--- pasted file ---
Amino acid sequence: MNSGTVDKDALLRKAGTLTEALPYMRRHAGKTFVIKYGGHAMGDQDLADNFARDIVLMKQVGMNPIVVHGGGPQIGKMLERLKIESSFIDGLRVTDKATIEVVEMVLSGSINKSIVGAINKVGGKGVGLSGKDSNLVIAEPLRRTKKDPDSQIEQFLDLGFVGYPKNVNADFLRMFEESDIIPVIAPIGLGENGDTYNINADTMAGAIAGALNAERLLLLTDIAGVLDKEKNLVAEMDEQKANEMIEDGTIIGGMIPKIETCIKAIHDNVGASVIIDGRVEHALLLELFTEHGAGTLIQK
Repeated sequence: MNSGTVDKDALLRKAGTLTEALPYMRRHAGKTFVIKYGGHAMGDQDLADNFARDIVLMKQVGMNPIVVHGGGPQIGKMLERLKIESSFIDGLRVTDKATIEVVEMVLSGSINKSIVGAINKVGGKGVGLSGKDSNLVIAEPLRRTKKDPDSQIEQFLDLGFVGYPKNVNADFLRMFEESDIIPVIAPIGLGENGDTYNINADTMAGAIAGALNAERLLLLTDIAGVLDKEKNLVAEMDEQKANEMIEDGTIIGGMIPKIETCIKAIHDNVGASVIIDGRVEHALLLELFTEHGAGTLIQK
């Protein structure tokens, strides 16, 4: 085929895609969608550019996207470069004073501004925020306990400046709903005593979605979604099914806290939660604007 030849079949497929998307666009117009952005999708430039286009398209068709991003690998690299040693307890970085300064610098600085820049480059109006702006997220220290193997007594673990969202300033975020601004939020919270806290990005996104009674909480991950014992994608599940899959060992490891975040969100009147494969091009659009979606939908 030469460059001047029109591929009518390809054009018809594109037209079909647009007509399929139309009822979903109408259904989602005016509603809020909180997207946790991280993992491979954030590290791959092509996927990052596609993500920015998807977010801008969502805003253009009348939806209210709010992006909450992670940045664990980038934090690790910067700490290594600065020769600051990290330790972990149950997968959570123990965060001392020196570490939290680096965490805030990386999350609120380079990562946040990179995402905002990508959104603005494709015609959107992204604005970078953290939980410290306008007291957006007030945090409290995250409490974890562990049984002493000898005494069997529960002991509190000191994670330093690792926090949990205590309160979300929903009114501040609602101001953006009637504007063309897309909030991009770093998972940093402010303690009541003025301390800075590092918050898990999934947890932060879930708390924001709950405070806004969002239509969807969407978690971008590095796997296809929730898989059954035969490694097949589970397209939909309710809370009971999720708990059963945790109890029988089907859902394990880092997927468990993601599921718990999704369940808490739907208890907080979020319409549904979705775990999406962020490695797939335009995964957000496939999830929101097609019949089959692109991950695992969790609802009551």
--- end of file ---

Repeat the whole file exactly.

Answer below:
Amino acid sequence: MNSGTVDKDALLRKAGTLTEALPYMRRHAGKTFVIKYGGHAMGDQDLADNFARDIVLMKQVGMNPIVVHGGGPQIGKMLERLKIESSFIDGLRVTDKATIEVVEMVLSGSINKSIVGAINKVGGKGVGLSGKDSNLVIAEPLRRTKKDPDSQIEQFLDLGFVGYPKNVNADFLRMFEESDIIPVIAPIGLGENGDTYNINADTMAGAIAGALNAERLLLLTDIAGVLDKEKNLVAEMDEQKANEMIEDGTIIGGMIPKIETCIKAIHDNVGASVIIDGRVEHALLLELFTEHGAGTLIQK
Repeated sequence: MNSGTVDKDALLRKAGTLTEALPYMRRHAGKTFVIKYGGHAMGDQDLADNFARDIVLMKQVGMNPIVVHGGGPQIGKMLERLKIESSFIDGLRVTDKATIEVVEMVLSGSINKSIVGAINKVGGKGVGLSGKDSNLVIAEPLRRTKKDPDSQIEQFLDLGFVGYPKNVNADFLRMFEESDIIPVIAPIGLGENGDTYNINADTMAGAIAGALNAERLLLLTDIAGVLDKEKNLVAEMDEQKANEMIEDGTIIGGMIPKIETCIKAIHDNVGASVIIDGRVEHALLLELFTEHGAGTLIQK
């Protein structure tokens, strides 16, 4: 085929895609969608550019996207470069004073501004925020306990400046709903005593979605979604099914806290939660604007 030849079949497929998307666009117009952005999708430039286009398209068709991003690998690299040693307890970085300064610098600085820049480059109006702006997220220290193997007594673990969202300033975020601004939020919270806290990005996104009674909480991950014992994608599940899959060992490891975040969100009147494969091009659009979606939908 030469460059001047029109591929009518390809054009018809594109037209079909647009007509399929139309009822979903109408259904989602005016509603809020909180997207946790991280993992491979954030590290791959092509996927990052596609993500920015998807977010801008969502805003253009009348939806209210709010992006909450992670940045664990980038934090690790910067700490290594600065020769600051990290330790972990149950997968959570123990965060001392020196570490939290680096965490805030990386999350609120380079990562946040990179995402905002990508959104603005494709015609959107992204604005970078953290939980410290306008007291957006007030945090409290995250409490974890562990049984002493000898005494069997529960002991509190000191994670330093690792926090949990205590309160979300929903009114501040609602101001953006009637504007063309897309909030991009770093998972940093402010303690009541003025301390800075590092918050898990999934947890932060879930708390924001709950405070806004969002239509969807969407978690971008590095796997296809929730898989059954035969490694097949589970397209939909309710809370009971999720708990059963945790109890029988089907859902394990880092997927468990993601599921718990999704369940808490739907208890907080979020319409549904979705775990999406962020490695797939335009995964957000496939999830929101097609019949089959692109991950695992969790609802009551």